Catch and Kill: Lies, Spies, and a Conspiracy to Catch Predators is journalist Ronan Farrow’s memoir of his experiences uncovering one of Hollywood’s biggest scandals—the decades of sexual abuse and assault by entertainment industry power broker Harvey Weinstein. Farrow overcame surveillance, intimidation, blackmail, and even the resistance of his employers at NBC to break this story. He and the women who came forward to share their experiences exposed how Weinstein was able to use his power, wealth, and influence to intimidate and silence his victims, and how the media and legal systems allowed him to operate with impunity for decades.
1-Page Summary of Catch and Kill
_Catch and Kill: Lies, Spies, and a Conspiracy to Catch Predators _is the story of how NBC reporter Ronan Farrow broke the story on mega-producer Harvey Weinstein’s decades of sexual assault and abuse. Chasing down leads and talking to women who bravely came forward to share their stories, Farrow exposed to the public how Weinstein used his power, wealth, and influence to intimidate and silence his victims, and how the media and legal systems allowed him to operate with impunity for decades.
Throughout his career, Weinstein had operated as a serial sexual predator. Since his rise as major power player in Hollywood in the late 1980s, he had only become more brazen in his crimes, and seemingly impervious to justice. As Farrow discovered through conversations with dozens of women who risked their careers, reputations, and even physical safety to come forward, Weinstein’s abuse was systematic, routine, and disturbingly similar from victim to victim.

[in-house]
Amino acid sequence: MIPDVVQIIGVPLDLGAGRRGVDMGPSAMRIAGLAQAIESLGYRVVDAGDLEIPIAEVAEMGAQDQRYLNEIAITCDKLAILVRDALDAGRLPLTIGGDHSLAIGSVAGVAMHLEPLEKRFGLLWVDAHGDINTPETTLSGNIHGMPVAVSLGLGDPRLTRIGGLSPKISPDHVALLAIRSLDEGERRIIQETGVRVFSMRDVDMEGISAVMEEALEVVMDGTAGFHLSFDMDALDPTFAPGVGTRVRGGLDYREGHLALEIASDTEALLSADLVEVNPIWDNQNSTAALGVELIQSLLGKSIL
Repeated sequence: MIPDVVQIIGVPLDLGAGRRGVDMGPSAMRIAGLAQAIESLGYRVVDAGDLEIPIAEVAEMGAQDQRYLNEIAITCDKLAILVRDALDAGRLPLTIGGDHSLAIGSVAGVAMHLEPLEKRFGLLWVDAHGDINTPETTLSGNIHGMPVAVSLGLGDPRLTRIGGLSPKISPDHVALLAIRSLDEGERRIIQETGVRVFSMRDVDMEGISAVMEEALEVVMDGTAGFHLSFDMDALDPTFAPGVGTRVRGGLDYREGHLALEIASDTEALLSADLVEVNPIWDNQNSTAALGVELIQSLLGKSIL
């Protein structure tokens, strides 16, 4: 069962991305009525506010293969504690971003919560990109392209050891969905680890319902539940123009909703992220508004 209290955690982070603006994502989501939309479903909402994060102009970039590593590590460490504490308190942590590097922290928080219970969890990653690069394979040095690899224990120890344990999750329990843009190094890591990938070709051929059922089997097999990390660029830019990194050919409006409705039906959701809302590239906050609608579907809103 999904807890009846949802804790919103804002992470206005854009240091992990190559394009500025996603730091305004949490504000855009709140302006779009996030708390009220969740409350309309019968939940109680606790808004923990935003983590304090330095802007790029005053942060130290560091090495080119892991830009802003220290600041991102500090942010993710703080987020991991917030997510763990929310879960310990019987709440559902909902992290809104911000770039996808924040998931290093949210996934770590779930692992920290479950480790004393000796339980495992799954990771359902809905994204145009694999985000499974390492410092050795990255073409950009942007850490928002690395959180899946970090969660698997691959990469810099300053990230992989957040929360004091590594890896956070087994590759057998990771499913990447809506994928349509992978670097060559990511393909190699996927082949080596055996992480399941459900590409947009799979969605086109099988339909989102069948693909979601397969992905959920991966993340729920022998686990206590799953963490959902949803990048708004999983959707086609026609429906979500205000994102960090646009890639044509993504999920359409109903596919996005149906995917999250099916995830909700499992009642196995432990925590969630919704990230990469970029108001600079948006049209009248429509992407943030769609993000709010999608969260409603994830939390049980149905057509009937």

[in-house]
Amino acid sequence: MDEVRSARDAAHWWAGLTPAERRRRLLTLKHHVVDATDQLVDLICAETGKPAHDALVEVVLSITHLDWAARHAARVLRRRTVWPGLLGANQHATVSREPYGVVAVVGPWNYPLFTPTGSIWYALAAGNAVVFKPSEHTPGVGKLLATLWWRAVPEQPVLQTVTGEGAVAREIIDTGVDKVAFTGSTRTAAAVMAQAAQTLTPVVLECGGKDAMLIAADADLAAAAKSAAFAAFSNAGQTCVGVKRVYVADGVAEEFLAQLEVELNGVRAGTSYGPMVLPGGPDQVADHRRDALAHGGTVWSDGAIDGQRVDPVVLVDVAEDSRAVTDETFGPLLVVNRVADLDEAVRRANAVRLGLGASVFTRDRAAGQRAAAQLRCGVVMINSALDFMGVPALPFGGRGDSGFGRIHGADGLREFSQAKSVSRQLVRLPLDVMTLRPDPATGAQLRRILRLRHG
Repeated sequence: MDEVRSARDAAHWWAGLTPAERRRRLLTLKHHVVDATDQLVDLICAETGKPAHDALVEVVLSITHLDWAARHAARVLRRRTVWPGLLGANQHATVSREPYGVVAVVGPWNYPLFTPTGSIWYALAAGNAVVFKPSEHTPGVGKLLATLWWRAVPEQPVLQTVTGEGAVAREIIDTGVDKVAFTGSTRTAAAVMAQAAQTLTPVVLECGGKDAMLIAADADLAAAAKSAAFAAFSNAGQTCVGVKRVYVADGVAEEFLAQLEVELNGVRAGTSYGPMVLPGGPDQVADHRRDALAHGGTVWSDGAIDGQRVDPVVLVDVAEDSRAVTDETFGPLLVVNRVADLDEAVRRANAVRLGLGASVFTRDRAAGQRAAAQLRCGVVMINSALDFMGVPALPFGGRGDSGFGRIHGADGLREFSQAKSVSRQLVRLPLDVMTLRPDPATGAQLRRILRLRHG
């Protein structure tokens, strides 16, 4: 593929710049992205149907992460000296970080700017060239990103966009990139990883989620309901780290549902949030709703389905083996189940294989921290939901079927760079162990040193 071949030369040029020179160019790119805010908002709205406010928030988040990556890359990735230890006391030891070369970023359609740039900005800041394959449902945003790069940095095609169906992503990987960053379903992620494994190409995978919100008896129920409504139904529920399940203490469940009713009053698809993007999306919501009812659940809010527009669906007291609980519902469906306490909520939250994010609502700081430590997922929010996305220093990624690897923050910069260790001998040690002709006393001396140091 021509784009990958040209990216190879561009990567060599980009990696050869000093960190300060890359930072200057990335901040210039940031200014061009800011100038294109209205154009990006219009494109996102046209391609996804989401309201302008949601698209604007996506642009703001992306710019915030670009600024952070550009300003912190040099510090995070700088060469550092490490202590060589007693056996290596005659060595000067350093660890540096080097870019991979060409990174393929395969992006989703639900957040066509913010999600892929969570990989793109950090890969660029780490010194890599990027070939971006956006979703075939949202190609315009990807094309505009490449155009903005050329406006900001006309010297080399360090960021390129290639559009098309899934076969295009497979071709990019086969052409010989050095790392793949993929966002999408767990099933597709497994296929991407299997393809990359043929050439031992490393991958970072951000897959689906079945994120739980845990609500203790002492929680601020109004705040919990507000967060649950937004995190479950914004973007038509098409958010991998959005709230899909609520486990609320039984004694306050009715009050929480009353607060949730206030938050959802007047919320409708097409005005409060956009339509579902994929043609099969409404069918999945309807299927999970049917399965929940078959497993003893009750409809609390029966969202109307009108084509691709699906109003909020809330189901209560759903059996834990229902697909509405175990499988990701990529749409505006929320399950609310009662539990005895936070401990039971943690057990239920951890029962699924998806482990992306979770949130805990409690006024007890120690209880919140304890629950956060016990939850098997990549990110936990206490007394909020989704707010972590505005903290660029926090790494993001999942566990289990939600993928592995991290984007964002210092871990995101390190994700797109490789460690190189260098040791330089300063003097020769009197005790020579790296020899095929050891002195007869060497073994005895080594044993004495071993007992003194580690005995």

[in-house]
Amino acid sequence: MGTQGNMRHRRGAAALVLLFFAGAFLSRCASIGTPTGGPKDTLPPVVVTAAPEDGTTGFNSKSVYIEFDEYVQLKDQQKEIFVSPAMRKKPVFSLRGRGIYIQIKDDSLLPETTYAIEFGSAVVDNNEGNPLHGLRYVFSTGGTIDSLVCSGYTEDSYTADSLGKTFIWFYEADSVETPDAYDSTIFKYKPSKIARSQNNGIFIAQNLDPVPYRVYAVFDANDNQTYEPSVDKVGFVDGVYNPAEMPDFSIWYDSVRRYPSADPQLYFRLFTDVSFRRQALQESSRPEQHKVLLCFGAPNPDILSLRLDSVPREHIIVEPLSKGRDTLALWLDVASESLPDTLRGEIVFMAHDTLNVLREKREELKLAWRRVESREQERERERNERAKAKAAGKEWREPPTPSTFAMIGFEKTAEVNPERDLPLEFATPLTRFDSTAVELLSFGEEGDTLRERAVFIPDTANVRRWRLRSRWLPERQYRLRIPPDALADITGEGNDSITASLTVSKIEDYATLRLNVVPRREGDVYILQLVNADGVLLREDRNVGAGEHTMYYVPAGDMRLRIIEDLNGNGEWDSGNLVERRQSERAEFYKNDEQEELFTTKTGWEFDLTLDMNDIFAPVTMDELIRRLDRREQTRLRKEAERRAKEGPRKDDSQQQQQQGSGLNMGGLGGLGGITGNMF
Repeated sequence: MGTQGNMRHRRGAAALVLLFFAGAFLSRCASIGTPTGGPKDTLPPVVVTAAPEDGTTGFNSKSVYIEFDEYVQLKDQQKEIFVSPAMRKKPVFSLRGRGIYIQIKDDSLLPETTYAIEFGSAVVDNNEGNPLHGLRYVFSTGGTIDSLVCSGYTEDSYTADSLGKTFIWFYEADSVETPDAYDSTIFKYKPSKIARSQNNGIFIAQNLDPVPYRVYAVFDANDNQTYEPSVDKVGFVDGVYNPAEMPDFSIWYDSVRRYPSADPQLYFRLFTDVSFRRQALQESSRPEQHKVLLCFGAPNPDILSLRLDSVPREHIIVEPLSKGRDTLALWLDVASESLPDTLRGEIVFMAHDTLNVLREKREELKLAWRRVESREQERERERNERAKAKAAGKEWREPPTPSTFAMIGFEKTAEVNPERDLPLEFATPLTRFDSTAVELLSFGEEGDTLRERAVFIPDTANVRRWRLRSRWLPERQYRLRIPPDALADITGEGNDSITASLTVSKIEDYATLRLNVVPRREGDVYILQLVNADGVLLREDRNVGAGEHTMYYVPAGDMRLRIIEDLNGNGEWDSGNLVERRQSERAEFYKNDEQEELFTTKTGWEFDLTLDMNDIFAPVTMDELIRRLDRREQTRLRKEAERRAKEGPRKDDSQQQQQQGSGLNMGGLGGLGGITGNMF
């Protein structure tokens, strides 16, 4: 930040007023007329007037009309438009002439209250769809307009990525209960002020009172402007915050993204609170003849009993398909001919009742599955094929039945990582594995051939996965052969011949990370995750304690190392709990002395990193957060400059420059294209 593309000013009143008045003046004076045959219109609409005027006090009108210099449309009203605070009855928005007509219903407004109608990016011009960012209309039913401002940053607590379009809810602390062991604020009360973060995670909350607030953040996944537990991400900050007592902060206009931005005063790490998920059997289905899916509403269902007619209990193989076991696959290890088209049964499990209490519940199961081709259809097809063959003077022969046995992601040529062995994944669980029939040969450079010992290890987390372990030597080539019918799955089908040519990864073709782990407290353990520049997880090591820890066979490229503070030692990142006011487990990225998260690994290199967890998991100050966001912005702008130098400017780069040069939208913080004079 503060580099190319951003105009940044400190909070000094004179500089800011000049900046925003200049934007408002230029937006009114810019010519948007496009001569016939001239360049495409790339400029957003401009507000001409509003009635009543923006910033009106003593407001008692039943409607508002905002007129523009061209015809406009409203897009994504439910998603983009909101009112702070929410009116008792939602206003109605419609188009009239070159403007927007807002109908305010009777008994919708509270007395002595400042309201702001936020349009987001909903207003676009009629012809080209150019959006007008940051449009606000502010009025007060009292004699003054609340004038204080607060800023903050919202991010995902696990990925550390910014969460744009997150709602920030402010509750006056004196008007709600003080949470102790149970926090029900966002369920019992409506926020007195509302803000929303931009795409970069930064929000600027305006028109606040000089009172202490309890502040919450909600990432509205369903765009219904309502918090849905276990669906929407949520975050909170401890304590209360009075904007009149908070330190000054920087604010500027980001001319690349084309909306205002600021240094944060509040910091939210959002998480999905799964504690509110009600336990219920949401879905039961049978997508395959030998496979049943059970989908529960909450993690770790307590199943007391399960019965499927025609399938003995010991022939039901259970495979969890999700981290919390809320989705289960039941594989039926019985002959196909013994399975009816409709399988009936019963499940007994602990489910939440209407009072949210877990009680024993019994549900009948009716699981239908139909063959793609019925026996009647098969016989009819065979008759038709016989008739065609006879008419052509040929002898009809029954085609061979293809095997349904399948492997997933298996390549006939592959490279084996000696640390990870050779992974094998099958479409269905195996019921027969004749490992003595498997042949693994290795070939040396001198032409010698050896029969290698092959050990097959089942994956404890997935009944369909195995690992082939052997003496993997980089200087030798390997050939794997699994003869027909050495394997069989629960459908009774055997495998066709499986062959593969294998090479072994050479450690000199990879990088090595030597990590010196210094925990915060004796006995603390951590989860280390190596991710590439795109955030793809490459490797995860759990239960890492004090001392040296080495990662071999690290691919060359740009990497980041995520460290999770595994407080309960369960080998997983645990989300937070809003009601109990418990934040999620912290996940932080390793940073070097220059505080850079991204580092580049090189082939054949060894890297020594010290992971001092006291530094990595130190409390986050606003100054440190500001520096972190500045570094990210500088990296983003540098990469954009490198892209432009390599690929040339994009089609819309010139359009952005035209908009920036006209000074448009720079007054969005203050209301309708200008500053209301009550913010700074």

The women, most of them aspiring actresses or producers, all recounted the same elements of their encounters with Weinstein—promises from him to advance their careers and make them into stars; a “meeting” scheduled; the time and location of the “meeting” changed at the last minute from daytime in a hotel lobby hotel to nighttime in a hotel suite or his private office; and the violent assault that would follow when they were alone with him. The common threads running through each of these stories lent credibility to all of them. It was a pattern of practiced, rehearsed predation.
But breaking this story proved far more difficult for Farrow than he could have possibly thought. Even in the earliest stages of his reporting, he quickly realized that his superiors at NBC were highly reluctant to run with his story: they treated the searing testimony from his sources with skepticism and gave Weinstein an extraordinary benefit of the doubt. To Farrow, it seemed like his own network was siding with Weinstein over one of its own reporters. As Farrow dug deeper into the story, he saw just how far Weinstein’s web of corruption and influence spread in the entertainment industry, the news media, and even the criminal justice system.
As a major Hollywood film producer and distributor, Weinstein had the power to make and break the careers of the actresses upon whom he preyed, and he used this economic clout in the entertainment industry to kill the careers of women who tried to come forward about his sexual abuse. With his influence over the news networks and the tabloid press, Weinstein had been able to successfully bury any stories that might have hinted at his history of predation—and ruthlessly smear and vilify any women who dared try and tell their stories. Through his team of high-powered attorneys and his political contributions, he managed to shield himself from the criminal justice system, even when prosecutors were presented with clear and incontrovertible evidence of his vast crimes.